Anique Granger- Saskatchewan
Song: Le choc de l’amour (Radio edit)
Even though Anique and I met a handful of times, and are part of the same artist booking agency , I’d actually never heard her music. Not consciously anyways; which is very unfortunate for me. Her recent album is a collection of stories/songs that she collected via conversations and interviews with individuals. We then get to witness the entire process through her podcast, “Le ruban de la cassette.” I heard the song this week for the first time and I must have played it 200x in 2 days. I will admit that hearing the story beforehand from which it stems gave it a luster; but that was the entire point wasn’t it? Nonetheless, the beautiful contrasting melodies in her songwriting have left me speechless.
Mehdi Cayenne- Ontario
Mehdi is from all over the place, that’s very much part of his narrative. I do know he calls Ontario home in a big way. I for one met him during our time in high school. He was (and continues to be) a very bold, vulnerable, quirky human. That being said, I feel these words don’t truly encompass who he is as an artist. Mehdi manipulates words, breaks arbitrary rules, elicits the urge to dance and conveys a sense of urgency that I don’t quite know how to explain. His song Croque-pomme features this array quite vividly.
Kelly Bado- Manitoba
Song: Mama hé
Kelly Bado’s music is influenced by her African heritage & filled to the brim with uplifting melodies. Her soul/world/pop sound makes me breakout in choreography. Her vocals are soothing. I am slowly discovering her as an artist and I particularly like her song “Mama hé”.
Joseph Edgar- New Brunswick
Song: Espionne russe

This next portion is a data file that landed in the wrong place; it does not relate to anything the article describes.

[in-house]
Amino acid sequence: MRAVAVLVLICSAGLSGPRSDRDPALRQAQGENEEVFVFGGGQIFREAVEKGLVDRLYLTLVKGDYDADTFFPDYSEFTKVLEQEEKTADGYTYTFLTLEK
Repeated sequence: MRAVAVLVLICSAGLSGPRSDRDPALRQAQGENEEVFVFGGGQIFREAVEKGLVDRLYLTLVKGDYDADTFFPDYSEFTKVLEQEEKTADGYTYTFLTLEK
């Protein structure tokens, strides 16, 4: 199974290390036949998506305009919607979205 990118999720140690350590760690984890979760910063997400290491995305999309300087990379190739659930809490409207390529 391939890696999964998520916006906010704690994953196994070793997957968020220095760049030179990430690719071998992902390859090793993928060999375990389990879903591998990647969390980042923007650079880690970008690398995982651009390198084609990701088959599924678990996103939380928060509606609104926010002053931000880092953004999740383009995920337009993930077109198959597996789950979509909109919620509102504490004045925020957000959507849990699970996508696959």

I met Joseph during a difficult period in my life, both personally/professionally. He was my assigned mentor for the televised singer-songwriter contest mentioned above named “Planète BRBR”. To say Joseph was a down to earth human during this immersive/stressful experience would be an understatement. He greeted me in the industry as an emerging artist with a kindness I won’t forget. Years later he invited me to sing back vocals on his track “Boule miroir” in Montréal. He is a wonderful performer and songwriter. The song that remains one of my favorites however is “Espionne russe” for which he released a live version in 2019.
Song: On en a assez
Flo and I also attended the same amazing arts high school together many years ago. I did not know him well then because he was MUCH older than me (2 years). In the last few years him & I had the opportunity to perform together more than once. He describes his genre as multicolored hip hop; both in message, and the audiences he connects with. This is definitely accurate. Flo has a way of uniting artists together. He has taught me a lot. Sometimes his Caribbean sounds make you want to dance, and other times, the important messages about racial inequities, such as “On en a assez” make you want to stop everything and reassess. This song’s video came out a mere 11 days before George Floyd was killed. The words need to be heard on a loop.